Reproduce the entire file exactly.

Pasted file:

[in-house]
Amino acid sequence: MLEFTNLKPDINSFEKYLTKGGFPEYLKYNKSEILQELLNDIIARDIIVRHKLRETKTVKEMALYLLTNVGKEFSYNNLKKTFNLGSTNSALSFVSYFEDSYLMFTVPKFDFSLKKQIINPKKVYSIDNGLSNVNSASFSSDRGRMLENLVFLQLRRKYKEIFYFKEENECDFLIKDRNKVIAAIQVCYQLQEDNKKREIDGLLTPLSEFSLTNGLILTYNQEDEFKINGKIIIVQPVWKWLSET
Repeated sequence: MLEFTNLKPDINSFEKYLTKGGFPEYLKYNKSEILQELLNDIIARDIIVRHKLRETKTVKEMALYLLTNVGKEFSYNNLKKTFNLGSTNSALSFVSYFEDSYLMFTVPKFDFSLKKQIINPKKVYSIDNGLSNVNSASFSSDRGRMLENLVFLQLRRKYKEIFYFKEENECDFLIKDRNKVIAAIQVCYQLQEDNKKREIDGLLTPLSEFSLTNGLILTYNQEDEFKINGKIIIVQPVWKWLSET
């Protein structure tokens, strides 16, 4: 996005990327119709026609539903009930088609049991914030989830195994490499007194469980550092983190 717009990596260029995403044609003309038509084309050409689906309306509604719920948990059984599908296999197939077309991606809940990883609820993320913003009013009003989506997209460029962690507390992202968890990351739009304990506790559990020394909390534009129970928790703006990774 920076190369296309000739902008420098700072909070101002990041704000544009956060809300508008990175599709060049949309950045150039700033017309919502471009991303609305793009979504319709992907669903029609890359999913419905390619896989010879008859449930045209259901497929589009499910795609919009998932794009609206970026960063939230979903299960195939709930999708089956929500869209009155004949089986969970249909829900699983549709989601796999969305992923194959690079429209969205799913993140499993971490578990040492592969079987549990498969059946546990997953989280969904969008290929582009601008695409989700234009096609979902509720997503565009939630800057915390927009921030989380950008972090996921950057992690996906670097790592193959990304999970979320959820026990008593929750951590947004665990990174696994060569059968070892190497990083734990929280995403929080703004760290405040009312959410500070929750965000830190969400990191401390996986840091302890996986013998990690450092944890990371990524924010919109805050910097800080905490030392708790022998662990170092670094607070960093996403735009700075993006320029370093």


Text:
[in-house]
Amino acid sequence: MLEFTNLKPDINSFEKYLTKGGFPEYLKYNKSEILQELLNDIIARDIIVRHKLRETKTVKEMALYLLTNVGKEFSYNNLKKTFNLGSTNSALSFVSYFEDSYLMFTVPKFDFSLKKQIINPKKVYSIDNGLSNVNSASFSSDRGRMLENLVFLQLRRKYKEIFYFKEENECDFLIKDRNKVIAAIQVCYQLQEDNKKREIDGLLTPLSEFSLTNGLILTYNQEDEFKINGKIIIVQPVWKWLSET
Repeated sequence: MLEFTNLKPDINSFEKYLTKGGFPEYLKYNKSEILQELLNDIIARDIIVRHKLRETKTVKEMALYLLTNVGKEFSYNNLKKTFNLGSTNSALSFVSYFEDSYLMFTVPKFDFSLKKQIINPKKVYSIDNGLSNVNSASFSSDRGRMLENLVFLQLRRKYKEIFYFKEENECDFLIKDRNKVIAAIQVCYQLQEDNKKREIDGLLTPLSEFSLTNGLILTYNQEDEFKINGKIIIVQPVWKWLSET
């Protein structure tokens, strides 16, 4: 996005990327119709026609539903009930088609049991914030989830195994490499007194469980550092983190 717009990596260029995403044609003309038509084309050409689906309306509604719920948990059984599908296999197939077309991606809940990883609820993320913003009013009003989506997209460029962690507390992202968890990351739009304990506790559990020394909390534009129970928790703006990774 920076190369296309000739902008420098700072909070101002990041704000544009956060809300508008990175599709060049949309950045150039700033017309919502471009991303609305793009979504319709992907669903029609890359999913419905390619896989010879008859449930045209259901497929589009499910795609919009998932794009609206970026960063939230979903299960195939709930999708089956929500869209009155004949089986969970249909829900699983549709989601796999969305992923194959690079429209969205799913993140499993971490578990040492592969079987549990498969059946546990997953989280969904969008290929582009601008695409989700234009096609979902509720997503565009939630800057915390927009921030989380950008972090996921950057992690996906670097790592193959990304999970979320959820026990008593929750951590947004665990990174696994060569059968070892190497990083734990929280995403929080703004760290405040009312959410500070929750965000830190969400990191401390996986840091302890996986013998990690450092944890990371990524924010919109805050910097800080905490030392708790022998662990170092670094607070960093996403735009700075993006320029370093």